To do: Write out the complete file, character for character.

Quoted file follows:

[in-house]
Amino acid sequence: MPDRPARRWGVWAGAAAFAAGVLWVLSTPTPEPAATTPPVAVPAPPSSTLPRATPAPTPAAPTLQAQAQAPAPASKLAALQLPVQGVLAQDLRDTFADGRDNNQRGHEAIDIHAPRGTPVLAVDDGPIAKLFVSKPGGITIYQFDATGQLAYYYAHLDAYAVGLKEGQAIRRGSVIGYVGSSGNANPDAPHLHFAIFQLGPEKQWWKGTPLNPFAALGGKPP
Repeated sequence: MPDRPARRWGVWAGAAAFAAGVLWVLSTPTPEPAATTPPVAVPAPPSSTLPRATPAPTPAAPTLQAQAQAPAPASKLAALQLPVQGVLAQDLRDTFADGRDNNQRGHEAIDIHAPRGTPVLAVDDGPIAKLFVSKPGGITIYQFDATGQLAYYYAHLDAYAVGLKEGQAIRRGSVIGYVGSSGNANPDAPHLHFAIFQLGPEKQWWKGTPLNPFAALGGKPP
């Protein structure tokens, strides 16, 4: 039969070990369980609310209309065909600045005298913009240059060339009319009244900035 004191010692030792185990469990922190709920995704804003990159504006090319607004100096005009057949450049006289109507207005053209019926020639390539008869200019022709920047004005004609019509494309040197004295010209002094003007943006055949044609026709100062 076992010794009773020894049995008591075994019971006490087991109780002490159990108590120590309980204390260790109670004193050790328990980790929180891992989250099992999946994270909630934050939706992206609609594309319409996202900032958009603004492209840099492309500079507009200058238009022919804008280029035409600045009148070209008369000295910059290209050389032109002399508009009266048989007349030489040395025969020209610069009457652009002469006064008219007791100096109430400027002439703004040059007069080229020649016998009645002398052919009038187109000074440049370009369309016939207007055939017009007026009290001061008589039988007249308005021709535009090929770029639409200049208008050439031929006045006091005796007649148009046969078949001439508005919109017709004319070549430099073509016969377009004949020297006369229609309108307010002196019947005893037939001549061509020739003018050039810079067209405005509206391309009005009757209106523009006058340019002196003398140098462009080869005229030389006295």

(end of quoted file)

[in-house]
Amino acid sequence: MPDRPARRWGVWAGAAAFAAGVLWVLSTPTPEPAATTPPVAVPAPPSSTLPRATPAPTPAAPTLQAQAQAPAPASKLAALQLPVQGVLAQDLRDTFADGRDNNQRGHEAIDIHAPRGTPVLAVDDGPIAKLFVSKPGGITIYQFDATGQLAYYYAHLDAYAVGLKEGQAIRRGSVIGYVGSSGNANPDAPHLHFAIFQLGPEKQWWKGTPLNPFAALGGKPP
Repeated sequence: MPDRPARRWGVWAGAAAFAAGVLWVLSTPTPEPAATTPPVAVPAPPSSTLPRATPAPTPAAPTLQAQAQAPAPASKLAALQLPVQGVLAQDLRDTFADGRDNNQRGHEAIDIHAPRGTPVLAVDDGPIAKLFVSKPGGITIYQFDATGQLAYYYAHLDAYAVGLKEGQAIRRGSVIGYVGSSGNANPDAPHLHFAIFQLGPEKQWWKGTPLNPFAALGGKPP
């Protein structure tokens, strides 16, 4: 039969070990369980609310209309065909600045005298913009240059060339009319009244900035 004191010692030792185990469990922190709920995704804003990159504006090319607004100096005009057949450049006289109507207005053209019926020639390539008869200019022709920047004005004609019509494309040197004295010209002094003007943006055949044609026709100062 076992010794009773020894049995008591075994019971006490087991109780002490159990108590120590309980204390260790109670004193050790328990980790929180891992989250099992999946994270909630934050939706992206609609594309319409996202900032958009603004492209840099492309500079507009200058238009022919804008280029035409600045009148070209008369000295910059290209050389032109002399508009009266048989007349030489040395025969020209610069009457652009002469006064008219007791100096109430400027002439703004040059007069080229020649016998009645002398052919009038187109000074440049370009369309016939207007055939017009007026009290001061008589039988007249308005021709535009090929770029639409200049208008050439031929006045006091005796007649148009046969078949001439508005919109017709004319070549430099073509016969377009004949020297006369229609309108307010002196019947005893037939001549061509020739003018050039810079067209405005509206391309009005009757209106523009006058340019002196003398140098462009080869005229030389006295």